Steve Brandt writes in the Star Tribune: “Success spoiled by city’s idea to walk away from FAIR school.” He paints a glowing portrait of FAIR principal Kevin Bennett and notes the difficult position Minneapolis is putting WMEP in with its threat to pull out. Though he is principal of both FAIR schools, Bennett seems to be everywhere…
Although Bennett acknowledged that staff at each school might feel shorted by his dual gigs as principal, parent Laura Aulik of Edina said she’s amazed at how ubiquitous he seems at school events. “Mr. Bennett definitely does have a fire in him that I have not seen in principals,” she said. “His presence is always there.”
There’s also been a transformation in Bennett since his earlier years at FAIR. Although he’s still gray-suited some days, on others he can be found with plaid shirttails hanging out, often surrounded by laughing, excited students.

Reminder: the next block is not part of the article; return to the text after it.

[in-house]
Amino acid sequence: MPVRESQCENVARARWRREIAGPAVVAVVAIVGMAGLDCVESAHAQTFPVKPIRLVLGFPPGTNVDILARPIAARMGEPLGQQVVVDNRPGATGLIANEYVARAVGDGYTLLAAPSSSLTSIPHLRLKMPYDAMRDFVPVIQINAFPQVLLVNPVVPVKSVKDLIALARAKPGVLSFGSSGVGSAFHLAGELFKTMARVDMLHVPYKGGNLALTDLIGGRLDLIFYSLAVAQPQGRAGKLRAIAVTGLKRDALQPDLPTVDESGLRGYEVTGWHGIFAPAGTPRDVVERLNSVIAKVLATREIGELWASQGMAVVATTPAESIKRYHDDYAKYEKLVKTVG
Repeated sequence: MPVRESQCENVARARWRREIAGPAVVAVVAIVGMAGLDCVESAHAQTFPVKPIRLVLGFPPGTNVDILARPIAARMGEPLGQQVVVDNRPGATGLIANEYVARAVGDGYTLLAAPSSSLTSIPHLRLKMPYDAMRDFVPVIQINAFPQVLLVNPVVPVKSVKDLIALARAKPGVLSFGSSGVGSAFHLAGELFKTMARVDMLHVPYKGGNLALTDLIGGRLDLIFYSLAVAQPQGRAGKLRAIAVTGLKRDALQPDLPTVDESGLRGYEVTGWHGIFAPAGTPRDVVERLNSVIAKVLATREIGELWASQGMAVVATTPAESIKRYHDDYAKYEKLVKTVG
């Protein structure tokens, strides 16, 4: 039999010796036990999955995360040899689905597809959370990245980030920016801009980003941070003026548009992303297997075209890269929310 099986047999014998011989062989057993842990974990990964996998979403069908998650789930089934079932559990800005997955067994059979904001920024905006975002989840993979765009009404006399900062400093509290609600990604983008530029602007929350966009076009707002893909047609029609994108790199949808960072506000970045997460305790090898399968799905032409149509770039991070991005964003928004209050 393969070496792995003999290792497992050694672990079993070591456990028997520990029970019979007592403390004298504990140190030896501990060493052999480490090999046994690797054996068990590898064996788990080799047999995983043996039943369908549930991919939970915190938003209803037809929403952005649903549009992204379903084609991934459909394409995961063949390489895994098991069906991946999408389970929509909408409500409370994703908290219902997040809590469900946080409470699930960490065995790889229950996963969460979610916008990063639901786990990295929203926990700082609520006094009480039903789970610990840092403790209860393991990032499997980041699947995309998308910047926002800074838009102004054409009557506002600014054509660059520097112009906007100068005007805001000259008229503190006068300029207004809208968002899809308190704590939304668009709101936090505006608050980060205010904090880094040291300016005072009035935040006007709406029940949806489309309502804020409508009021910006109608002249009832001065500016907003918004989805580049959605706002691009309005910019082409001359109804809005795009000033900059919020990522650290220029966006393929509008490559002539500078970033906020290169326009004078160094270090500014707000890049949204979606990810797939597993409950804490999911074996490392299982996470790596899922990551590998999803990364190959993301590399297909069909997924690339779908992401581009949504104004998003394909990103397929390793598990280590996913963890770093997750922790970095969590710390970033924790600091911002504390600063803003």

But Minneapolis still has concerns, some of which are baggage from earlier times…
The city’s issues with FAIR have two origins: the troubles of the original downtown school, and the lack of integration.
The downtown school struggled with a shaky opening year in 1998, frequent turnover of principals, and its kindergarten through 12th grade configuration.
Bennett changed that. He and WMEP Superintendent Dan Jett pared downtown’s 13 grades to a K-3 and senior high grades combo that wrapped around the Crystal school’s popular 4-8 grade span, and adopted the latter’s arts-infused curriculum.
Clearly, keeping these collaborative integration districts open and healthy is a difficult task no matter which side of the Twin Cities you are on.